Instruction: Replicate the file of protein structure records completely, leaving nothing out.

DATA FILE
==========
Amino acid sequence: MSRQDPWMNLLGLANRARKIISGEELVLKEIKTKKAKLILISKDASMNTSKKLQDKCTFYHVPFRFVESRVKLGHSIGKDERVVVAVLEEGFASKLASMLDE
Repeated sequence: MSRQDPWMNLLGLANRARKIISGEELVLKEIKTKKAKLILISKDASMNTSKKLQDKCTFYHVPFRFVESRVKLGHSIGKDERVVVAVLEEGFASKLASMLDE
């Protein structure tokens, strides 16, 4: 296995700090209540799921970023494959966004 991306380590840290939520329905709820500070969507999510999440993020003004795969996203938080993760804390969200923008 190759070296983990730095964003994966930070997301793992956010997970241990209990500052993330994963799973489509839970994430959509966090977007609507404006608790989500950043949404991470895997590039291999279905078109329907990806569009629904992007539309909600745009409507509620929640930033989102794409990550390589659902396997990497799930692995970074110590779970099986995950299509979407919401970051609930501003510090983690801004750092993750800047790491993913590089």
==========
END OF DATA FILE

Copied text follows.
Amino acid sequence: MSRQDPWMNLLGLANRARKIISGEELVLKEIKTKKAKLILISKDASMNTSKKLQDKCTFYHVPFRFVESRVKLGHSIGKDERVVVAVLEEGFASKLASMLDE
Repeated sequence: MSRQDPWMNLLGLANRARKIISGEELVLKEIKTKKAKLILISKDASMNTSKKLQDKCTFYHVPFRFVESRVKLGHSIGKDERVVVAVLEEGFASKLASMLDE
């Protein structure tokens, strides 16, 4: 296995700090209540799921970023494959966004 991306380590840290939520329905709820500070969507999510999440993020003004795969996203938080993760804390969200923008 190759070296983990730095964003994966930070997301793992956010997970241990209990500052993330994963799973489509839970994430959509966090977007609507404006608790989500950043949404991470895997590039291999279905078109329907990806569009629904992007539309909600745009409507509620929640930033989102794409990550390589659902396997990497799930692995970074110590779970099986995950299509979407919401970051609930501003510090983690801004750092993750800047790491993913590089």